true when she signed with EMI, and set up songwriting shop in the UK. “There wasn’t anything out there I wasn’t a part
of: Simon Cowell and Pop Idols, Amy Winehouse -- all of those people. I would have never gotten close to Britney if I
hadn’t been in Europe at the right place and the right time. I got my discipline over there: you come in, write the song,
make the artist feel comfortable and do the backgrounds. I lived in the UK for two years and now I go over two weeks
out of every month. London is where I get my creative vibe on.”
Hunte explains how she became a SESAC affiliate. “I researched. I wanted to be with someone who was going to think
for me, not just collect the money, and who could introduce me to people. I went to a seminar that SESAC was having
and I had about 5,000 questions for SESAC’s Trevor Gale. He said, ‘I want you as a writer and I’m going to do everything,’
That’s exactly what I wanted to hear.”
Working on projects with emerging artists, as well as studio endeavors with Britney Spears, Cassie and other high profile
artists keeps Hunte’s calendar full. She’s also envisioning recording her own project. “For me to be an artist, it would have
to be the right time and the right place and the energy would have to be different: more open to musical songs. But Alicia
Keys and other artists have made me realize that people are ready for a change.” Hunte concludes with this thought. “I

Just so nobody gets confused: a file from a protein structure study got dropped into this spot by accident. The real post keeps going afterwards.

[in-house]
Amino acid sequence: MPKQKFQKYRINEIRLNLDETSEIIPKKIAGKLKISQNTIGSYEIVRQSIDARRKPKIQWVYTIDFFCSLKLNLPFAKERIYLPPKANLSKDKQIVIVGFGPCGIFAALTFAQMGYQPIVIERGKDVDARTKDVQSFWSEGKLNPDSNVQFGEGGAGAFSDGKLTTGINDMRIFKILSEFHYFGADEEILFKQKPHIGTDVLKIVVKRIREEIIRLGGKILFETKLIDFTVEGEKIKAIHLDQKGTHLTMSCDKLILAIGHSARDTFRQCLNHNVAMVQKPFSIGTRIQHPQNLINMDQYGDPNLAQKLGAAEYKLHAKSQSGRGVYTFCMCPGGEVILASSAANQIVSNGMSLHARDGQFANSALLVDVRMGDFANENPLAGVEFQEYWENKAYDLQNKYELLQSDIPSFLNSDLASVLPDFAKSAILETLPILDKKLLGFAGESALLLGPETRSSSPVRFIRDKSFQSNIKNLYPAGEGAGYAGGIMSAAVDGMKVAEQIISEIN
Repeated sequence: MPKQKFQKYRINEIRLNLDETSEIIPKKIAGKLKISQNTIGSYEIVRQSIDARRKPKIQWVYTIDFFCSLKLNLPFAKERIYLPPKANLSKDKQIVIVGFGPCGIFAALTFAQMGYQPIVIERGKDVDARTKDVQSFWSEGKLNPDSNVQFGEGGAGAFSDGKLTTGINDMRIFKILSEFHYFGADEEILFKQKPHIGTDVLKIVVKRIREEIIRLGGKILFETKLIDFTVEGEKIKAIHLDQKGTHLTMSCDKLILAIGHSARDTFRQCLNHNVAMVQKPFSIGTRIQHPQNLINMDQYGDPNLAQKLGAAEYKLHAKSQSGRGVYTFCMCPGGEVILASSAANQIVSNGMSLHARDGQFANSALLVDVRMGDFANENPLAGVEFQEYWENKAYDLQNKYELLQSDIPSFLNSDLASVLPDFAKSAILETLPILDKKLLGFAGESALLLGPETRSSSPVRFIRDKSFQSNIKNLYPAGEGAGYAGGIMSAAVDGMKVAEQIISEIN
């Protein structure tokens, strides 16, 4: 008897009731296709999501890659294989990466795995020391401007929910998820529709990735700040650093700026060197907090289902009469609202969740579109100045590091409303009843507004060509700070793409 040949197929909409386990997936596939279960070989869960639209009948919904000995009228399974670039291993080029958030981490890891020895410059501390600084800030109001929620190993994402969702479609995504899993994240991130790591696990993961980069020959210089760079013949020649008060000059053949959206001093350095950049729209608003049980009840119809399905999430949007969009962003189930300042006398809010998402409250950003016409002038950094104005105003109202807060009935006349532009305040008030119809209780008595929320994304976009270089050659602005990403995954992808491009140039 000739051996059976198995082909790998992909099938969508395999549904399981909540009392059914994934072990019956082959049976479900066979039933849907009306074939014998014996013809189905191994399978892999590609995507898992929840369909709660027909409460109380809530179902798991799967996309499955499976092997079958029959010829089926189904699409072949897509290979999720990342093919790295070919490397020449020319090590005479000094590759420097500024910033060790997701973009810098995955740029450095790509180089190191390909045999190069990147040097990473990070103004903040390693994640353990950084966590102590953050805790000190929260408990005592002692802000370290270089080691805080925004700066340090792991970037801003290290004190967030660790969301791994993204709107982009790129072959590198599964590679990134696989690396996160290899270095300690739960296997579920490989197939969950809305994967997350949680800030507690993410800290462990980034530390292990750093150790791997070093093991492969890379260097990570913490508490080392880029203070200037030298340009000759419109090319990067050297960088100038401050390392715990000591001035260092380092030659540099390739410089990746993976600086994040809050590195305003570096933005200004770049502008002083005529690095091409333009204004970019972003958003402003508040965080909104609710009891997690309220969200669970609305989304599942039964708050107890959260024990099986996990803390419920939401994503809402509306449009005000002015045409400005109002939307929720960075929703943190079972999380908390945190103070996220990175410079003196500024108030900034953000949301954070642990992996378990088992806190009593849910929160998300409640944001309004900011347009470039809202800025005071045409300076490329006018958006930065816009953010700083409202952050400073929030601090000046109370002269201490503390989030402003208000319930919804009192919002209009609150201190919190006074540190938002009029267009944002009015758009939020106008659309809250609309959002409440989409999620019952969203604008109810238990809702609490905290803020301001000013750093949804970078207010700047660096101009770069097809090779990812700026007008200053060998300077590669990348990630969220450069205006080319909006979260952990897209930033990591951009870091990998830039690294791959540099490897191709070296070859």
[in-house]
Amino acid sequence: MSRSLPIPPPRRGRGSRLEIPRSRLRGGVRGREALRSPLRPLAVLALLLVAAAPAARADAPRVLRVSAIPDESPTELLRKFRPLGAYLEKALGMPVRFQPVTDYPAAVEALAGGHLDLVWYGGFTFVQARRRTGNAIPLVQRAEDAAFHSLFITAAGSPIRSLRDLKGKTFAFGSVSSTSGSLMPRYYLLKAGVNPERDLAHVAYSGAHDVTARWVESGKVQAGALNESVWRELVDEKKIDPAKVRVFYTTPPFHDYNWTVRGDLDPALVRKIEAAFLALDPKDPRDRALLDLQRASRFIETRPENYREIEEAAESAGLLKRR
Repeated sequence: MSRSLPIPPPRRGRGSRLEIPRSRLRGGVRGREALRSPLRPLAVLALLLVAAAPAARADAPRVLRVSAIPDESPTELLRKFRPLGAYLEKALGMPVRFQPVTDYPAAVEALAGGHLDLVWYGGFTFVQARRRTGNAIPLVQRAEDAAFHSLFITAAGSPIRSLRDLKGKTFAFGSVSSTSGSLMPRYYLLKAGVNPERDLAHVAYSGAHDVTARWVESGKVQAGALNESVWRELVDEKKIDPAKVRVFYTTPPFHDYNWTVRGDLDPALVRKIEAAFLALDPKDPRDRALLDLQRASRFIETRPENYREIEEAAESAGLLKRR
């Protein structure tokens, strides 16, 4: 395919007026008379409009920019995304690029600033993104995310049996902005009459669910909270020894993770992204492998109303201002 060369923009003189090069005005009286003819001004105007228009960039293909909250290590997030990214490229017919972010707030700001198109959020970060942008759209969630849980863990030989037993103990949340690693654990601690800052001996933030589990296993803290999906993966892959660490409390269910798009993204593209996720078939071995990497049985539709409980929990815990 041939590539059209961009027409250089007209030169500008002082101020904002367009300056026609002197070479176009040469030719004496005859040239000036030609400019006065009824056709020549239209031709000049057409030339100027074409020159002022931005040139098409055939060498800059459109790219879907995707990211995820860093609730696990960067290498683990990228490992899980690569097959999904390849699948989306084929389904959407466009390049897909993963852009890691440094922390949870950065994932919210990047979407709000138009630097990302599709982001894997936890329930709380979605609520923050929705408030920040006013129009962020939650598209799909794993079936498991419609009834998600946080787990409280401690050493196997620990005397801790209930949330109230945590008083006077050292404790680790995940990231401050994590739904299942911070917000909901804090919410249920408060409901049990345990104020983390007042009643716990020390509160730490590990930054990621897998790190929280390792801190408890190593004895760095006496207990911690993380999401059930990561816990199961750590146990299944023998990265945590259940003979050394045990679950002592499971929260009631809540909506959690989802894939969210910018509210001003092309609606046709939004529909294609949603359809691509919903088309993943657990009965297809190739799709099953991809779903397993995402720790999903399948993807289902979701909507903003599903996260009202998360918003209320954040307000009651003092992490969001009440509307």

don’t want to be a person who talks the talk but doesn’t walk the walk. I want to create a legacy, and it’s going to take
another 40 to 50 years. And when I’m gone I want them say, ‘That girl was crazy, but she sure could write a song.’”
By David A. Mitchell
With her roots in the Lone Star state, Rose is equally at home writing with the latest country sensation
or collaborating with left-leaning Texas singer/songwriters like her fellow SESAC affiliate Walt Wilkins or
with a smart-pop artist like Maia Sharp. It was with co-writers Sharp and Stephanie Chapman that Rose
celebrated her highest-visibility cut to date with Bonnie Raitt’s hit version of their song, “I Don’t
Want Anything to Change,” recorded for Raitt’s 2005 album, Souls Alike.
“We wrote it just like writing any song, you know?” Rose says. “Stephanie came in with a
great idea, and Bonnie loves Maia. So, of course we were like, ‘Whoo, let’s send this off
to Bonnie!’ And she cut it. My brother Pete turned me on to Bonnie and Emmylou
and Jackson Browne, and that was when I learned about music. I remember seeing
Bonnie open for Jackson Browne in the ‘70s, so to have a Bonnie cut and then meet
her and hang out and have dinner with her…it was just awesome.”
With a new writing room added to her Nashville home, Rose is busier than
ever, happily co-writing all over the map. But she’s particularly excited about
Nikki Williams, a young Sony artist she’s currently working with, and about her
contributions to Unglamorous, singer/songwriter Lori McKenna’s upcoming Warner
Bros. debut.
“I love writing with everybody, but I really love writing with artists,” she says. “I don’t
have the artist/songwriter ego, and it doesn’t have to be about me. I’d rather hear
about somebody else’s life. Mine’s pretty boring.”
By Peter Cronin
New York
| Legacy Award | Dee Snider | 2006 Songwriter of the Year | Bryan Michael Cox, Nate “Danja” Hills | 2006 Song of the Year | “Be Without You” Recorded by Mary J. Blige, Written by: BryanMichael Cox & Jason Perry, Published by: Babyboys Little Publishing Co., Noontime South Inc., W B M Music Corp., Jason’s Lyrics & Reach, Global Tunes | 2006 SESAC Publisher of the Year | W B M
Music Corp. | Top R&B/Hip-Hop/Pop | “Be Without You”, Artist: Mary J. Blige, Songwriter(s): Bryan-Michael Cox, Jason Perry, Publisher: Babyboys Little Pub. Co., Noontime South Inc., W B M Music Corp.,